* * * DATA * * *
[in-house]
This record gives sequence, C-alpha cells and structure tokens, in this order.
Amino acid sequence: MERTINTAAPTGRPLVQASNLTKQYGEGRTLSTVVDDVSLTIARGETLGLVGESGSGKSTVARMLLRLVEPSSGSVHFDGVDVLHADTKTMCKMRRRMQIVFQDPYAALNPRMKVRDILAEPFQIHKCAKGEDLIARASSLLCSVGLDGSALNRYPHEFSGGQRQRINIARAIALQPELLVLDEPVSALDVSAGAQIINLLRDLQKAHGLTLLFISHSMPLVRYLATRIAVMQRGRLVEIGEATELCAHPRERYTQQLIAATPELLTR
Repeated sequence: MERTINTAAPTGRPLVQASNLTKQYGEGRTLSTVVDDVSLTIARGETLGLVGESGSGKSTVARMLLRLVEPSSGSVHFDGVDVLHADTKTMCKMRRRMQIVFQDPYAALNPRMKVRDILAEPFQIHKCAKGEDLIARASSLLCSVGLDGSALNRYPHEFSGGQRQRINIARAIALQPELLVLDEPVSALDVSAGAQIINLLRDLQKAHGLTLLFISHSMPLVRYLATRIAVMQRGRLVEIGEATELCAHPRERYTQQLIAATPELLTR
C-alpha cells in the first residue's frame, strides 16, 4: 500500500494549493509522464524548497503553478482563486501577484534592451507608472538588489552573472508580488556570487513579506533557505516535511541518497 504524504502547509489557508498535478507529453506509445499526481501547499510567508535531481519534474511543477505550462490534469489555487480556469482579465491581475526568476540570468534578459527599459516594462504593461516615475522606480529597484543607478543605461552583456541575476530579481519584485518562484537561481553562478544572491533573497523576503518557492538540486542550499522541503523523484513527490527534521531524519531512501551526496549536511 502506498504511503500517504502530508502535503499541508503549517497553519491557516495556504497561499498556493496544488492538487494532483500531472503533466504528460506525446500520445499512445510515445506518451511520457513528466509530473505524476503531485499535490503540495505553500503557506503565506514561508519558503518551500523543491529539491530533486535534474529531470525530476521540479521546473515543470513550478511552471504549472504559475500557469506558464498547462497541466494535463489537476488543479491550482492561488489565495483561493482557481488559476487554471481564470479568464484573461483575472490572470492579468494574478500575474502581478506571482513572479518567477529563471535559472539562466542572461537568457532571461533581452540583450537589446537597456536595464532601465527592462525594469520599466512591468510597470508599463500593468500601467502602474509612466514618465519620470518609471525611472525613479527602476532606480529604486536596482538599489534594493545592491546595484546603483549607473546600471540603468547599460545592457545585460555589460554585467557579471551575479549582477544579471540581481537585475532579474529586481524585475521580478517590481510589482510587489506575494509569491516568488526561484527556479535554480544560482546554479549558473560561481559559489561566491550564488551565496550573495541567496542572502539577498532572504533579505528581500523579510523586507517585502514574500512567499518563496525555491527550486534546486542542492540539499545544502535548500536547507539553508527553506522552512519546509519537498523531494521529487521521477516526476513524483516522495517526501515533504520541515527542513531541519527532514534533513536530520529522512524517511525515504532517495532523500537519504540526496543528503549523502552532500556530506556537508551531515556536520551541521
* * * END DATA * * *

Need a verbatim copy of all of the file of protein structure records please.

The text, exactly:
[in-house]
This record gives sequence, C-alpha cells and structure tokens, in this order.
Amino acid sequence: MERTINTAAPTGRPLVQASNLTKQYGEGRTLSTVVDDVSLTIARGETLGLVGESGSGKSTVARMLLRLVEPSSGSVHFDGVDVLHADTKTMCKMRRRMQIVFQDPYAALNPRMKVRDILAEPFQIHKCAKGEDLIARASSLLCSVGLDGSALNRYPHEFSGGQRQRINIARAIALQPELLVLDEPVSALDVSAGAQIINLLRDLQKAHGLTLLFISHSMPLVRYLATRIAVMQRGRLVEIGEATELCAHPRERYTQQLIAATPELLTR
Repeated sequence: MERTINTAAPTGRPLVQASNLTKQYGEGRTLSTVVDDVSLTIARGETLGLVGESGSGKSTVARMLLRLVEPSSGSVHFDGVDVLHADTKTMCKMRRRMQIVFQDPYAALNPRMKVRDILAEPFQIHKCAKGEDLIARASSLLCSVGLDGSALNRYPHEFSGGQRQRINIARAIALQPELLVLDEPVSALDVSAGAQIINLLRDLQKAHGLTLLFISHSMPLVRYLATRIAVMQRGRLVEIGEATELCAHPRERYTQQLIAATPELLTR
C-alpha cells in the first residue's frame, strides 16, 4: 500500500494549493509522464524548497503553478482563486501577484534592451507608472538588489552573472508580488556570487513579506533557505516535511541518497 504524504502547509489557508498535478507529453506509445499526481501547499510567508535531481519534474511543477505550462490534469489555487480556469482579465491581475526568476540570468534578459527599459516594462504593461516615475522606480529597484543607478543605461552583456541575476530579481519584485518562484537561481553562478544572491533573497523576503518557492538540486542550499522541503523523484513527490527534521531524519531512501551526496549536511 502506498504511503500517504502530508502535503499541508503549517497553519491557516495556504497561499498556493496544488492538487494532483500531472503533466504528460506525446500520445499512445510515445506518451511520457513528466509530473505524476503531485499535490503540495505553500503557506503565506514561508519558503518551500523543491529539491530533486535534474529531470525530476521540479521546473515543470513550478511552471504549472504559475500557469506558464498547462497541466494535463489537476488543479491550482492561488489565495483561493482557481488559476487554471481564470479568464484573461483575472490572470492579468494574478500575474502581478506571482513572479518567477529563471535559472539562466542572461537568457532571461533581452540583450537589446537597456536595464532601465527592462525594469520599466512591468510597470508599463500593468500601467502602474509612466514618465519620470518609471525611472525613479527602476532606480529604486536596482538599489534594493545592491546595484546603483549607473546600471540603468547599460545592457545585460555589460554585467557579471551575479549582477544579471540581481537585475532579474529586481524585475521580478517590481510589482510587489506575494509569491516568488526561484527556479535554480544560482546554479549558473560561481559559489561566491550564488551565496550573495541567496542572502539577498532572504533579505528581500523579510523586507517585502514574500512567499518563496525555491527550486534546486542542492540539499545544502535548500536547507539553508527553506522552512519546509519537498523531494521529487521521477516526476513524483516522495517526501515533504520541515527542513531541519527532514534533513536530520529522512524517511525515504532517495532523500537519504540526496543528503549523502552532500556530506556537508551531515556536520551541521